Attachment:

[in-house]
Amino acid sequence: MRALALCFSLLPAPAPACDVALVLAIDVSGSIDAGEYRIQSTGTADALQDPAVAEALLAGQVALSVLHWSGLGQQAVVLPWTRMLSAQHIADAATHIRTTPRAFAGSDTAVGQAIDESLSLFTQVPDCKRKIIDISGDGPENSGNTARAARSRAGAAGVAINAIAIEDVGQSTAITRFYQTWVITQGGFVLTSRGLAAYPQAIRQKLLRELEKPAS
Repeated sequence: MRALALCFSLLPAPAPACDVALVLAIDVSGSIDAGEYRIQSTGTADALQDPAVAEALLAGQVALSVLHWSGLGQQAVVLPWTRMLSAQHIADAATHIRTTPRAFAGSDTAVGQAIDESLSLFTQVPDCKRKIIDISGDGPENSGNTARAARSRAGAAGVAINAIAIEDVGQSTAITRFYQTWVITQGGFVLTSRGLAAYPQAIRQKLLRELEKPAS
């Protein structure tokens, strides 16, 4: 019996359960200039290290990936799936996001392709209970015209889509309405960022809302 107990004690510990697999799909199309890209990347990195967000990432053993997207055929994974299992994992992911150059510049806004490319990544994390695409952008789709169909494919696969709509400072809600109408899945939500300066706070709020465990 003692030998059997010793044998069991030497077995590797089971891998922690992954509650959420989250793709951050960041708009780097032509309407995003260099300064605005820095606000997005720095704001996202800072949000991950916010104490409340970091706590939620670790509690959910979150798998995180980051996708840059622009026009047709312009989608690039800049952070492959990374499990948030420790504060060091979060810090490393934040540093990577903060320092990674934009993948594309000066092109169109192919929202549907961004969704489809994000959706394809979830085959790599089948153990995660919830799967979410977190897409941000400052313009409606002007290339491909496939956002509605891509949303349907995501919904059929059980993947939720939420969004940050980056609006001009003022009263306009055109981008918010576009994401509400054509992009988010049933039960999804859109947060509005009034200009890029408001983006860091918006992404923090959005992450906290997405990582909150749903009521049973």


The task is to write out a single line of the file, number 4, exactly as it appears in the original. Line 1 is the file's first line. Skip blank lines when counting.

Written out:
């Protein structure tokens, strides 16, 4: 019996359960200039290290990936799936996001392709209970015209889509309405960022809302 107990004690510990697999799909199309890209990347990195967000990432053993997207055929994974299992994992992911150059510049806004490319990544994390695409952008789709169909494919696969709509400072809600109408899945939500300066706070709020465990 003692030998059997010793044998069991030497077995590797089971891998922690992954509650959420989250793709951050960041708009780097032509309407995003260099300064605005820095606000997005720095704001996202800072949000991950916010104490409340970091706590939620670790509690959910979150798998995180980051996708840059622009026009047709312009989608690039800049952070492959990374499990948030420790504060060091979060810090490393934040540093990577903060320092990674934009993948594309000066092109169109192919929202549907961004969704489809994000959706394809979830085959790599089948153990995660919830799967979410977190897409941000400052313009409606002007290339491909496939956002509605891509949303349907995501919904059929059980993947939720939420969004940050980056609006001009003022009263306009055109981008918010576009994401509400054509992009988010049933039960999804859109947060509005009034200009890029408001983006860091918006992404923090959005992450906290997405990582909150749903009521049973």